Delay in refunds from Income Tax department hurting cash-flow, say businessmen

Delay in refunds from Income Tax department hurting cash-flow, say businessmen


Sections of entrepreneurs are complaining of a delay in getting refunds from the income tax department even as the finance ministry tweeted on Thursday that it has issued refunds of about Rs 80,086 crore since April 1 this year.

But several businessmen and their accountants said refunds are taking time in cases where the amount is more than Rs 1 crore. “These are mostly medium businessmen, and they say the delay is choking their working capital. Steep TDS rates are the reason for refunds piling up,” said one of them.

This situation is pushing some businessmen to go for expensive loans, a chartered accountant said.

Businesses are required to remit 10% TDS to the I-T department on receipt of the invoiced amount from a customer. “The 10% TDS coupled with the 18% GST works out to almost a third of the transaction value. In most deals of values over Rs 1 crore, the company would usually have a single digit margin. When the I-T authorities keep 10% TDS for a longer time, it creates serious liquidity issues,” said Vivek Mallya, a CA in Bengaluru.

The I-T department pays a 6% interest on delayed refunds, but businessmen say short-term borrowings to overcome liquidity crunch comes at a higher cost, hurting margins.

An entrepreneur in Bengaluru said the department owes him about Rs 4 crore for the year ended March 2020, according to an intimation he received six months ago. But he has yet to get the refund.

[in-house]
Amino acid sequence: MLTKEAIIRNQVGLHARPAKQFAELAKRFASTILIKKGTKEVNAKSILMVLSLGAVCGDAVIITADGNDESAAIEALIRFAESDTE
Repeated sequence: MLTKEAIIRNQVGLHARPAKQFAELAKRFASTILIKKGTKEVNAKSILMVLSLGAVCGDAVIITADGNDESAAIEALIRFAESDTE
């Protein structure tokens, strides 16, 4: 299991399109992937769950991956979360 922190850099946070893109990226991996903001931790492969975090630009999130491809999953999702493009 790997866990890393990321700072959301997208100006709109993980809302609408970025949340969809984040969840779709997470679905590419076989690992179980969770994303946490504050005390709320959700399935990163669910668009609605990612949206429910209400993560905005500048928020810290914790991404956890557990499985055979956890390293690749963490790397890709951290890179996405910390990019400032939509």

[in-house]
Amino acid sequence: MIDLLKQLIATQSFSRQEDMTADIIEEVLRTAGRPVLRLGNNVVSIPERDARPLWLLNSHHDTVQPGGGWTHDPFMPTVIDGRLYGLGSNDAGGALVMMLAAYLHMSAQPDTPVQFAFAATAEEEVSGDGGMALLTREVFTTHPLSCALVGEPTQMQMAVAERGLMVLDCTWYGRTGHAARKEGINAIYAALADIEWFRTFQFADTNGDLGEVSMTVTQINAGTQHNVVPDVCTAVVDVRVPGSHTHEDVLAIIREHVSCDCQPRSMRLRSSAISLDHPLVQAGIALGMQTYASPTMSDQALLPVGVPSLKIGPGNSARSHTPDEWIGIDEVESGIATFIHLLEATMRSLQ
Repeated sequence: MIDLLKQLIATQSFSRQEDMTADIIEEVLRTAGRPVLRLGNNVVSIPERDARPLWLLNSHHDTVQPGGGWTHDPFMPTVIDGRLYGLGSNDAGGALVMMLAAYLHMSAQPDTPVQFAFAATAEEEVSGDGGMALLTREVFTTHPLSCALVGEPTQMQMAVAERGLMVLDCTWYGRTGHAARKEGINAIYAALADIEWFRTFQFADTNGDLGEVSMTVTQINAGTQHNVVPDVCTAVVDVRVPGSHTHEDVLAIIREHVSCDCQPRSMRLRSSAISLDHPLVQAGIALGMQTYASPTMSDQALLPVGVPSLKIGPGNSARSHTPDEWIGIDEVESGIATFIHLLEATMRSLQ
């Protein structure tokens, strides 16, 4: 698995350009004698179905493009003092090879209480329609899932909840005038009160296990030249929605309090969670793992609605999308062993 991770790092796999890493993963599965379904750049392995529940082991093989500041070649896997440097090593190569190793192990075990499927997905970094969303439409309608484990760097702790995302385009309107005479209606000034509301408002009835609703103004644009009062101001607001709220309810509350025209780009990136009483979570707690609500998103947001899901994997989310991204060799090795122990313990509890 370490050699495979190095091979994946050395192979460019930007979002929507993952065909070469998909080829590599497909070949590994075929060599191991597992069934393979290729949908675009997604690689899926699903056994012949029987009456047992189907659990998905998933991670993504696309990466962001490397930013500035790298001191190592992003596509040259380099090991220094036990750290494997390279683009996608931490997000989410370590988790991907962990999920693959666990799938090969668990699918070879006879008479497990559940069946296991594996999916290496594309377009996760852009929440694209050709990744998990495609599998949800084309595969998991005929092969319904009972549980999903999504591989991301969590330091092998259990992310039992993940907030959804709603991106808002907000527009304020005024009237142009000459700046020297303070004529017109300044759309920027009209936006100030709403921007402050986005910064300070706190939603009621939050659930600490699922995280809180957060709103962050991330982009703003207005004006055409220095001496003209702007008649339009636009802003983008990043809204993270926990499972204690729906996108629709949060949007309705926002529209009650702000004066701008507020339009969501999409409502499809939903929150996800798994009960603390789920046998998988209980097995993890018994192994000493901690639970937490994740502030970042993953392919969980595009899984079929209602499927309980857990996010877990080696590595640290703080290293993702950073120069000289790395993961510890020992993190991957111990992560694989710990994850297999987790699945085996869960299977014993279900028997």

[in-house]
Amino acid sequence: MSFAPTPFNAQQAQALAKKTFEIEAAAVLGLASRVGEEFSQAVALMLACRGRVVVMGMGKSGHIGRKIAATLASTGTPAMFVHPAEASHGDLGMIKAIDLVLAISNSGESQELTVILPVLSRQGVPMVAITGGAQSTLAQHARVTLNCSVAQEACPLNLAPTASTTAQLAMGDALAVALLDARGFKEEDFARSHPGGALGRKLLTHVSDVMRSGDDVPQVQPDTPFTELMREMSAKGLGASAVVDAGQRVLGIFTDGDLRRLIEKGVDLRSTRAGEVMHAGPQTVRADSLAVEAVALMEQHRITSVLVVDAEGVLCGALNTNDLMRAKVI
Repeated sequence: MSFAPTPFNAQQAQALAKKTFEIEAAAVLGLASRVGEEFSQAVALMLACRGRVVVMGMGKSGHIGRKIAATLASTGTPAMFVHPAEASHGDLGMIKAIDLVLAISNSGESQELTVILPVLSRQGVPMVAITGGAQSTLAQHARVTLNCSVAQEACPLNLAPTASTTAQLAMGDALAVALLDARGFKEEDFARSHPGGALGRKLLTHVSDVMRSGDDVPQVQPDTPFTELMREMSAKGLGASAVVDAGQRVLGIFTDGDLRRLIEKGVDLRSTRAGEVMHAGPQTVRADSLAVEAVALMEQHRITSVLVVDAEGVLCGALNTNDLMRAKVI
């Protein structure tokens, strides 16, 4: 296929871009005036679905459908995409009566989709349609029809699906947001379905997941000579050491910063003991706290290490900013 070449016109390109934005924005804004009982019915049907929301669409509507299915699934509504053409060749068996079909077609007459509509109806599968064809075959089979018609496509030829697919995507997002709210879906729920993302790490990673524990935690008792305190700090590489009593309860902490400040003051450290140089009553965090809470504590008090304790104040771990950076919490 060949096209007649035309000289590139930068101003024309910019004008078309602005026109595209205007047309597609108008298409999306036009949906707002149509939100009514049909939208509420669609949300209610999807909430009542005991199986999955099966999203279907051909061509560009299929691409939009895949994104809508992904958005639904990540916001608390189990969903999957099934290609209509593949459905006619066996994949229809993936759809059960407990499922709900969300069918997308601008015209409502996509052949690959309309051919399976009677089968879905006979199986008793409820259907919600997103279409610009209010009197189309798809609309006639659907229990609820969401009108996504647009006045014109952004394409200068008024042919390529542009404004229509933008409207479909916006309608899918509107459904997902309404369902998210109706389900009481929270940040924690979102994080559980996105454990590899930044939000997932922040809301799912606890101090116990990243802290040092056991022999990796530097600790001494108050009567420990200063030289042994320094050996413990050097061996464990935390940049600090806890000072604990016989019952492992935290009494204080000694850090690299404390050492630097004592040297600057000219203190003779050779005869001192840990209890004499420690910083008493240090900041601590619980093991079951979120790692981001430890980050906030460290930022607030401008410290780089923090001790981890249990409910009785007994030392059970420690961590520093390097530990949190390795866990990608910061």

R Ramakrishnan, a CA in Bengaluru, said the I-T department issued refunds swiftly regardless of their size from March to September last year, during the height of the Covid-19 pandemic. “But now, even in cases where refunds are processed, authorities are not sending cheques on one pretext or the other,” he added.

“Even in cases where refunds are processed, authorities are not sending cheques on one pretext or the other”

— R Ramakrishnan, CA

Shailesh Monani, a partner at audit & consulting firm PW & Co, said corporates are facing issues even in situations where refunds have been determined as due. “One more practical issue which affects foreign companies is that they are now required to have a bank account in India to receive the refunds. Opening such a bank account is time-consuming and not easy for the foreign companies,” he added.

Pradeep Goyal, a Delhi-based FCA, in a tweet, said

MSMEs are waiting for refunds for assessment year 2020-21, which, he said, have not been processed yet.

The I-T Act, 1961, under section 241A, empowers officials to withhold refund if the assessee has an ongoing assessment. “But I-T officials can invoke this provision only with prior approval from their higher-ups after recording the reason, with due intimation to the assessee. But that is not happening, as a result assessees are unable to contest,” Mallya said.

The I-T law contains provisions for permitting lower-withholding rate or nil withholding rates in some cases. But the department has been very reluctant to issue these orders even in fit cases, he added.



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